All studies published between January 1990 and June 2011 were eligible for evaluation. To satisfy the criteria for inclusion it was necessary that the study report on URS in a population of pregnant women of at least 3 patients and that the method of stone extraction, success rate and urological and obstetric complications be documented. Complications were graded in accordance with the Clavien criteria wherever possible or as defined by the study authors.
Risk of bias assessment and assessment of quality of evidence were planned, but since only retrospective case series were identified, formal risk of bias and quality assessments were not performed.
Studies relevant to the ureteroscopic management of pregnant patients were included. The following variables were extracted from each study: period of the study; country of origin of the study; stone size and location; patient demographics such as age, gestation and type of anaesthetic; number of URS performed; method of anaesthesia; method of stone extraction; ureteric stent insertion; use of fluoroscopy; stone-free outcome, and urological, obstetric and other complications.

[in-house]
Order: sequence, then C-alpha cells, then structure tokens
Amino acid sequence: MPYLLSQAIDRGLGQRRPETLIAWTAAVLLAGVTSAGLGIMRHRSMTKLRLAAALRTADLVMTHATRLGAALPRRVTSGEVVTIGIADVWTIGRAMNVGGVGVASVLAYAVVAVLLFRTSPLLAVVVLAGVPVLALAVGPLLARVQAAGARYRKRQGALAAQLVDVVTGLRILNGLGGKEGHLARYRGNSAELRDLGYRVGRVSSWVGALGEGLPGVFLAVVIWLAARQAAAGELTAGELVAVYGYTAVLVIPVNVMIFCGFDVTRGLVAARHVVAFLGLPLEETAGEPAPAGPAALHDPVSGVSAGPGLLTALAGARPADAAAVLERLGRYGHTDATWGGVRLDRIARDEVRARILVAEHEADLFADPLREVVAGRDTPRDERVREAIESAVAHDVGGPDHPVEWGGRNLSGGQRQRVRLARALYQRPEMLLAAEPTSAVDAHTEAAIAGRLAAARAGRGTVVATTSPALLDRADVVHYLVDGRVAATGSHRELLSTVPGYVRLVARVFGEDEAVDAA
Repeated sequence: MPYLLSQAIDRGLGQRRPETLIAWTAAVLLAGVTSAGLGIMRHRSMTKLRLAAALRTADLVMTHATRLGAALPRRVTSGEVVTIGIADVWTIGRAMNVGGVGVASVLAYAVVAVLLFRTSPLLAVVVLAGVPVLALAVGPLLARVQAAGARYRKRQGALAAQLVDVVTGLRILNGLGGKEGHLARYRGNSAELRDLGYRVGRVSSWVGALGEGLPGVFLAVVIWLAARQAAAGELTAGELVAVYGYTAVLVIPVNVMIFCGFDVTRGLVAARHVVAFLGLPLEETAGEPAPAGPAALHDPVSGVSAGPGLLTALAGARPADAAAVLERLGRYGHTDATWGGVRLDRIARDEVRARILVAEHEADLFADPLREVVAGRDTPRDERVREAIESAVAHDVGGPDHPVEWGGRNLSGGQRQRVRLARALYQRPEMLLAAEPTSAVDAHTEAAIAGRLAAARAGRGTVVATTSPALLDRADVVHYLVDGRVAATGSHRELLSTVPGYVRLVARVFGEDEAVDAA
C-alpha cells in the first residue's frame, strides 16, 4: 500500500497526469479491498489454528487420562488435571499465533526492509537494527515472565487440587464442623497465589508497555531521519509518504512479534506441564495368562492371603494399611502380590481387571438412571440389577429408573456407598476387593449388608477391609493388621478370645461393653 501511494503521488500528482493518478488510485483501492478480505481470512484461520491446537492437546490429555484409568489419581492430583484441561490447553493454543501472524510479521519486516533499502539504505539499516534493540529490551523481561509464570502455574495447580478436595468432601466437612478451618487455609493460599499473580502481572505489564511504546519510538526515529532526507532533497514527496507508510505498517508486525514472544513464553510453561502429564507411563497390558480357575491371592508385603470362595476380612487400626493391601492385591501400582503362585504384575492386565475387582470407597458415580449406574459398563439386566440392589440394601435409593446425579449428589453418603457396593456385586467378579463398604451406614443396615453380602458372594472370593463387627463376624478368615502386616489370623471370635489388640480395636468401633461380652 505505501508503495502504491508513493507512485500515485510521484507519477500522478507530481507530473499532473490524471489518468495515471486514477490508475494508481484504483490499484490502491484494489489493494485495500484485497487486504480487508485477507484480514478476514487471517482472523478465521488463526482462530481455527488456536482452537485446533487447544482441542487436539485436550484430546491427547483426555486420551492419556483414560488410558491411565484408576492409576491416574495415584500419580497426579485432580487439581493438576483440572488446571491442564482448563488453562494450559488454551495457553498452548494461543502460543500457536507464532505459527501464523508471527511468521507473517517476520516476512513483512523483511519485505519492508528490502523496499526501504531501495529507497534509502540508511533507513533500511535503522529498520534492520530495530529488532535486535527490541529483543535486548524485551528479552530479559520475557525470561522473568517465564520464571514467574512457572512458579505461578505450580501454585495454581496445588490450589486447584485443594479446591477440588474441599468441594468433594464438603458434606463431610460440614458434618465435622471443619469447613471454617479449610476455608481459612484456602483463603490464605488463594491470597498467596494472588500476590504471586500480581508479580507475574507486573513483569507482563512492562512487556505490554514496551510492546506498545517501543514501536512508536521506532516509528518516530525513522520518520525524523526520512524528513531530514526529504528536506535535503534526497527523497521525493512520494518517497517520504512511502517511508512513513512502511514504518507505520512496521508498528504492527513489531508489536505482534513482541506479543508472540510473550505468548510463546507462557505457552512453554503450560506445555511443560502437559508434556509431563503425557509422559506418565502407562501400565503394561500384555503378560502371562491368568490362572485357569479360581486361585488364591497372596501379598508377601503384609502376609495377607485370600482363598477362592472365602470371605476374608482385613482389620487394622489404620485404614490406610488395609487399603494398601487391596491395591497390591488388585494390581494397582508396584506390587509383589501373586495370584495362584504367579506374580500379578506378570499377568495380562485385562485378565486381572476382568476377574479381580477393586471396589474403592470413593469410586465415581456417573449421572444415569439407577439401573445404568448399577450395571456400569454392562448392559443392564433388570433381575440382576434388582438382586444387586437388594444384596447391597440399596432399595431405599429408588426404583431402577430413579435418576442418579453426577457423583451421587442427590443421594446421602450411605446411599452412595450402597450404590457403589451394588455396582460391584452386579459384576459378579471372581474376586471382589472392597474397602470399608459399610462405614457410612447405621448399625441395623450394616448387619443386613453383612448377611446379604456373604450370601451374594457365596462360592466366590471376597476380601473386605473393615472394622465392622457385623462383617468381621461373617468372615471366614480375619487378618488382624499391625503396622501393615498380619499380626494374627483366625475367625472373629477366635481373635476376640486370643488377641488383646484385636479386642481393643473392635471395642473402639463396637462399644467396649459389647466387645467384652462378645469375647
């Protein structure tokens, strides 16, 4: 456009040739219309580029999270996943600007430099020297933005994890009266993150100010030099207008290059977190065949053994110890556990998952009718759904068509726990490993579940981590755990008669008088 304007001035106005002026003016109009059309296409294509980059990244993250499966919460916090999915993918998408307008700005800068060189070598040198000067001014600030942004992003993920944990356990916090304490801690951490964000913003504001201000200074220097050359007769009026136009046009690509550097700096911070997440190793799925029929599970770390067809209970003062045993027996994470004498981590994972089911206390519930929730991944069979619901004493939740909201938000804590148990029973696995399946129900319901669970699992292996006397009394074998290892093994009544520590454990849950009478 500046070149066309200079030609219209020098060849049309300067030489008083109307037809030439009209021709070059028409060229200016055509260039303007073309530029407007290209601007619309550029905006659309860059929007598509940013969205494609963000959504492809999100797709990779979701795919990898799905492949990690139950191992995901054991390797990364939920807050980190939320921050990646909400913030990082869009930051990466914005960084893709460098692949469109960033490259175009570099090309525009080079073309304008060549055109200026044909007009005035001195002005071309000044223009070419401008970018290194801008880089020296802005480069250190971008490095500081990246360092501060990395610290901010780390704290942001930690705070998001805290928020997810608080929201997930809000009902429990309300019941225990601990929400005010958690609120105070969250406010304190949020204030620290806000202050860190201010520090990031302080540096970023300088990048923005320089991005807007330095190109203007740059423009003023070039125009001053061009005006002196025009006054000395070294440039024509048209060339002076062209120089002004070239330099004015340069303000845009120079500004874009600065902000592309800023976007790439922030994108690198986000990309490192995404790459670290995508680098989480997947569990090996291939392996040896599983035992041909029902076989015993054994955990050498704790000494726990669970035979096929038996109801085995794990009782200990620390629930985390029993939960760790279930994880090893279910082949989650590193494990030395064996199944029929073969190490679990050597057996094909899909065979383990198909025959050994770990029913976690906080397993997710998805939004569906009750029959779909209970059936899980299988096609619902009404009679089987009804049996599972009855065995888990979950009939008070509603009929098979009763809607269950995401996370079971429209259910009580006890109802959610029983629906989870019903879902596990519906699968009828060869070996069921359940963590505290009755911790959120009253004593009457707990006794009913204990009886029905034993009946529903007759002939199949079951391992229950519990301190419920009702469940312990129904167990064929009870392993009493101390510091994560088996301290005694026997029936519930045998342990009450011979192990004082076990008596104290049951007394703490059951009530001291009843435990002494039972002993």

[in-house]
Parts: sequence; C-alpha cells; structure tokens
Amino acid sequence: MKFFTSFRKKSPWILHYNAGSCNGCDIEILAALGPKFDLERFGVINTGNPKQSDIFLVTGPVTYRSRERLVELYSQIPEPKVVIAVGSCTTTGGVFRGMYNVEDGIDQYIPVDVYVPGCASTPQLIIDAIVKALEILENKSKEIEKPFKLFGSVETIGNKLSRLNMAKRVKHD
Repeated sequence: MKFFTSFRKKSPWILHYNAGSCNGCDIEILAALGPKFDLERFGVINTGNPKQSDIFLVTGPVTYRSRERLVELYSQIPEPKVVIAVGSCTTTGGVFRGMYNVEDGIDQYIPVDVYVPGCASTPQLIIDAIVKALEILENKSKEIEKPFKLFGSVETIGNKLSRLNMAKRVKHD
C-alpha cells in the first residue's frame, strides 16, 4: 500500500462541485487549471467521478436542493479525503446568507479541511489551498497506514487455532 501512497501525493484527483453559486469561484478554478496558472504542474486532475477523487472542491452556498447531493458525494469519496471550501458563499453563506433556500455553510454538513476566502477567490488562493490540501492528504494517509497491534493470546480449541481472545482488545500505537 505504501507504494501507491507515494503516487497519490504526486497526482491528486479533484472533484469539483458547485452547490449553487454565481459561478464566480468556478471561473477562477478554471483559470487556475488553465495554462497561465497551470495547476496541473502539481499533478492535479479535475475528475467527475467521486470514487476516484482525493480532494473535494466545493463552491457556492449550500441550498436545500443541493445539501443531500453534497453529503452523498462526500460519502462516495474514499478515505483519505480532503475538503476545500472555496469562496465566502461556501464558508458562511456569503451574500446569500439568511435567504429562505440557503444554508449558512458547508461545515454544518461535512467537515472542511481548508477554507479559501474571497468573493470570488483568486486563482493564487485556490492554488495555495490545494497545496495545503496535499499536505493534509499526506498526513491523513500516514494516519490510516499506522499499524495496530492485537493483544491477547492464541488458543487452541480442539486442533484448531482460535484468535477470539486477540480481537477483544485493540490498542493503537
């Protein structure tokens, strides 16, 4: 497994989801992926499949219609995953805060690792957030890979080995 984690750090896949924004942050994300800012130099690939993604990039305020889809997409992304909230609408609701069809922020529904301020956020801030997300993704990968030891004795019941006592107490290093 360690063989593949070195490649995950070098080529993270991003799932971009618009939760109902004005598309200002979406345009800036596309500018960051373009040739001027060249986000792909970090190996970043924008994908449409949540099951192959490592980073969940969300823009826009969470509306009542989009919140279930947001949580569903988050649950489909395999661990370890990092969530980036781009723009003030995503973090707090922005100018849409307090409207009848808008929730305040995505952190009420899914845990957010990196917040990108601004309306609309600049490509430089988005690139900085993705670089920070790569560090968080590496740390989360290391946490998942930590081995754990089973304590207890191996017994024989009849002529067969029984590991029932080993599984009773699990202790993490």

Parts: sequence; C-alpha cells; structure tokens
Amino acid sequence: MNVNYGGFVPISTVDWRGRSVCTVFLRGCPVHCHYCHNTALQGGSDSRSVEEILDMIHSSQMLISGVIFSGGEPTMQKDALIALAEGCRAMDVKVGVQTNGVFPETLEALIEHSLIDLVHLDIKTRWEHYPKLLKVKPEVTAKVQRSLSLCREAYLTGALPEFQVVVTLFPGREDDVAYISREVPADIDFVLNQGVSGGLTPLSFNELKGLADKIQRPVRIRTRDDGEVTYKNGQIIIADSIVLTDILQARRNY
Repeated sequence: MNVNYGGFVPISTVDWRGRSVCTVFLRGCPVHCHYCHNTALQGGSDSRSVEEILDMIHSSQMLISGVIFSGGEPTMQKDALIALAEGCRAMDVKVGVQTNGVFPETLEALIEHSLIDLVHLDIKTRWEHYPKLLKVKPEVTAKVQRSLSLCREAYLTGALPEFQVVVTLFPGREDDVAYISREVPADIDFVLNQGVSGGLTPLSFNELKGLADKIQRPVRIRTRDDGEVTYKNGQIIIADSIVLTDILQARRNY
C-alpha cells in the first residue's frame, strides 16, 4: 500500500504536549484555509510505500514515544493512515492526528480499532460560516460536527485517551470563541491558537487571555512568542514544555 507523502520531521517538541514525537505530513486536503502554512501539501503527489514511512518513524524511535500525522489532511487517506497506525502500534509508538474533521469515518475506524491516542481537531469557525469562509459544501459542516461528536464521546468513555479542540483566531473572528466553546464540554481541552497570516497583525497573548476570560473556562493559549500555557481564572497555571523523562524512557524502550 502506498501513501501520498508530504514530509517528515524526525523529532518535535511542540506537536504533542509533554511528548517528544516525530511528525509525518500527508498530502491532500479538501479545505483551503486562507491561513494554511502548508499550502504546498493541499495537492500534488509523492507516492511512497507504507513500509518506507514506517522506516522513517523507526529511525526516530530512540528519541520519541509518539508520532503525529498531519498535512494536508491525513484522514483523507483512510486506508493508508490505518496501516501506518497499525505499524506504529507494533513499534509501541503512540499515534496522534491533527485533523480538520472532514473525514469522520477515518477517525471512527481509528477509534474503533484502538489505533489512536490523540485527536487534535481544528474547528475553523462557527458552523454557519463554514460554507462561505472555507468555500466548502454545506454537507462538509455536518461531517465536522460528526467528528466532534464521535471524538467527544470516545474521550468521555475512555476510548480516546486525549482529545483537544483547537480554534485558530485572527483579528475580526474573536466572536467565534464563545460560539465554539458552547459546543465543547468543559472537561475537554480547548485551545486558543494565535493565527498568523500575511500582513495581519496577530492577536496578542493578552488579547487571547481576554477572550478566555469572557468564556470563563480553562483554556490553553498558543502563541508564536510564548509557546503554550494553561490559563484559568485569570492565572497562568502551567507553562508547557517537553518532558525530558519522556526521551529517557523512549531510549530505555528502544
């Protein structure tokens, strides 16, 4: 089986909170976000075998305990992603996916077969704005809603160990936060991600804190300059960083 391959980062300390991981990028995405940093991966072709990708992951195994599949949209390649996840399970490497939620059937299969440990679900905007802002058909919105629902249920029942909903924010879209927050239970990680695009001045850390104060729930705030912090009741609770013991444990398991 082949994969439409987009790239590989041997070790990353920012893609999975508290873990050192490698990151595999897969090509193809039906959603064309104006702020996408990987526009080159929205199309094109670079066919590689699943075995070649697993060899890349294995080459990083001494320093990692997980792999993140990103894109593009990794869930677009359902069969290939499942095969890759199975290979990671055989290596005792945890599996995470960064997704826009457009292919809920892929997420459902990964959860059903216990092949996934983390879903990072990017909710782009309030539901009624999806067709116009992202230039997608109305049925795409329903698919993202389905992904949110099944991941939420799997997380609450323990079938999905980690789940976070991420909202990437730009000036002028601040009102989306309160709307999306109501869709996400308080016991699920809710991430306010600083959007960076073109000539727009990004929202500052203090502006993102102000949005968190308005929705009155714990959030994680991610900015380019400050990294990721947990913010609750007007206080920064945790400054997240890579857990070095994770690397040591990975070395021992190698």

A total of 15 reports of URS in pregnant women were identified in the literature search (fig. 1). All of these were retrospective case series. These reports included 116 pregnant women undergoing URS for ureteric stone disease (tables 1, 2). The mean age was 28 years (range 16–41); the majority of patients were in the 2nd or 3rd trimester of pregnancy. Most patients underwent the procedure under local anaesthetic or spinal/epidural anaesthesia. Ten procedures were performed under local anaesthetic, 46 under epidural/spinal anaesthesia and 44 under general anaesthetic, and the type of anaesthesia was not documented in 6 cases.